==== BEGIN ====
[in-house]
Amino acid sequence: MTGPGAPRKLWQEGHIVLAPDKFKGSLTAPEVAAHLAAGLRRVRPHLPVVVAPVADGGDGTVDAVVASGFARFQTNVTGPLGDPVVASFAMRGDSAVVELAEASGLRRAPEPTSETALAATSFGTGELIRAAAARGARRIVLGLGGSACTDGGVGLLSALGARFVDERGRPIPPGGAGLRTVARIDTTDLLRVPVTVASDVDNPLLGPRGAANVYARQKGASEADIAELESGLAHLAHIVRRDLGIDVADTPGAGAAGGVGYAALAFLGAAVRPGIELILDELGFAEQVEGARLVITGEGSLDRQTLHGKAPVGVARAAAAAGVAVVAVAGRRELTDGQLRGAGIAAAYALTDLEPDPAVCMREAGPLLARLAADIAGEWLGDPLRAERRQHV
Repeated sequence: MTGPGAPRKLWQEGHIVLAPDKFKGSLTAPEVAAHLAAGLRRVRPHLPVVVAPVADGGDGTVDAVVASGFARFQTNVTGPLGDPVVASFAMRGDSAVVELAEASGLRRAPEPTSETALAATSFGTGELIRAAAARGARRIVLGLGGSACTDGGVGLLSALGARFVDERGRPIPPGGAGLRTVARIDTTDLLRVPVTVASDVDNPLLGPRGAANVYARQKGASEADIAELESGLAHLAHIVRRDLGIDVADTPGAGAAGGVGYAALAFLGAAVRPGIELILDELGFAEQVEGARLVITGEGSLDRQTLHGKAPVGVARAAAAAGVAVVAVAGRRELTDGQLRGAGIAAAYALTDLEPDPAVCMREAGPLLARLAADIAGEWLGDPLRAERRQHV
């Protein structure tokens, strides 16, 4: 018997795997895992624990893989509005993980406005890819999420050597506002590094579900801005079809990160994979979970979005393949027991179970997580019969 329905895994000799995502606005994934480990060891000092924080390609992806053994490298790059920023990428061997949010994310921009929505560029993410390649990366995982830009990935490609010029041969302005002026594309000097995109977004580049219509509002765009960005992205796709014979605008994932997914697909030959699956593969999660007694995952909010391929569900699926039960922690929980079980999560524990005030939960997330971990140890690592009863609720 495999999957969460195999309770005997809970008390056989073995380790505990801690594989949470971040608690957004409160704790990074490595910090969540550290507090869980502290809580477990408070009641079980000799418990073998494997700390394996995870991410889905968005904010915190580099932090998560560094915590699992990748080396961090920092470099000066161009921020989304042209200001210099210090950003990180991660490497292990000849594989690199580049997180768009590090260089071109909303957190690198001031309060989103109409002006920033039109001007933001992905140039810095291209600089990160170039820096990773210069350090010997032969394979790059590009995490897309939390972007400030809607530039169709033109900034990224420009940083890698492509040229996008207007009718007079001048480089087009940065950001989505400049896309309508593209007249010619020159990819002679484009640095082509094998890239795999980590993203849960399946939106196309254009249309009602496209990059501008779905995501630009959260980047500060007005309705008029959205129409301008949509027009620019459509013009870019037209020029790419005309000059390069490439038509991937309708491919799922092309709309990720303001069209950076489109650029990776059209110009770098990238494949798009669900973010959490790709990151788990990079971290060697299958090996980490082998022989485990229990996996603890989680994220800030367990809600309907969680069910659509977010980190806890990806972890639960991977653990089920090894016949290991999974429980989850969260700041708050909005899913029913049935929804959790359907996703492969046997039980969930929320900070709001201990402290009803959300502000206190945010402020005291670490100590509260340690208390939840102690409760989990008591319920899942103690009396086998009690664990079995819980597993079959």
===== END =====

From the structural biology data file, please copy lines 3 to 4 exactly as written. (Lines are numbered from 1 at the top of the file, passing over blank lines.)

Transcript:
Repeated sequence: MTGPGAPRKLWQEGHIVLAPDKFKGSLTAPEVAAHLAAGLRRVRPHLPVVVAPVADGGDGTVDAVVASGFARFQTNVTGPLGDPVVASFAMRGDSAVVELAEASGLRRAPEPTSETALAATSFGTGELIRAAAARGARRIVLGLGGSACTDGGVGLLSALGARFVDERGRPIPPGGAGLRTVARIDTTDLLRVPVTVASDVDNPLLGPRGAANVYARQKGASEADIAELESGLAHLAHIVRRDLGIDVADTPGAGAAGGVGYAALAFLGAAVRPGIELILDELGFAEQVEGARLVITGEGSLDRQTLHGKAPVGVARAAAAAGVAVVAVAGRRELTDGQLRGAGIAAAYALTDLEPDPAVCMREAGPLLARLAADIAGEWLGDPLRAERRQHV
């Protein structure tokens, strides 16, 4: 018997795997895992624990893989509005993980406005890819999420050597506002590094579900801005079809990160994979979970979005393949027991179970997580019969 329905895994000799995502606005994934480990060891000092924080390609992806053994490298790059920023990428061997949010994310921009929505560029993410390649990366995982830009990935490609010029041969302005002026594309000097995109977004580049219509509002765009960005992205796709014979605008994932997914697909030959699956593969999660007694995952909010391929569900699926039960922690929980079980999560524990005030939960997330971990140890690592009863609720 495999999957969460195999309770005997809970008390056989073995380790505990801690594989949470971040608690957004409160704790990074490595910090969540550290507090869980502290809580477990408070009641079980000799418990073998494997700390394996995870991410889905968005904010915190580099932090998560560094915590699992990748080396961090920092470099000066161009921020989304042209200001210099210090950003990180991660490497292990000849594989690199580049997180768009590090260089071109909303957190690198001031309060989103109409002006920033039109001007933001992905140039810095291209600089990160170039820096990773210069350090010997032969394979790059590009995490897309939390972007400030809607530039169709033109900034990224420009940083890698492509040229996008207007009718007079001048480089087009940065950001989505400049896309309508593209007249010619020159990819002679484009640095082509094998890239795999980590993203849960399946939106196309254009249309009602496209990059501008779905995501630009959260980047500060007005309705008029959205129409301008949509027009620019459509013009870019037209020029790419005309000059390069490439038509991937309708491919799922092309709309990720303001069209950076489109650029990776059209110009770098990238494949798009669900973010959490790709990151788990990079971290060697299958090996980490082998022989485990229990996996603890989680994220800030367990809600309907969680069910659509977010980190806890990806972890639960991977653990089920090894016949290991999974429980989850969260700041708050909005899913029913049935929804959790359907996703492969046997039980969930929320900070709001201990402290009803959300502000206190945010402020005291670490100590509260340690208390939840102690409760989990008591319920899942103690009396086998009690664990079995819980597993079959």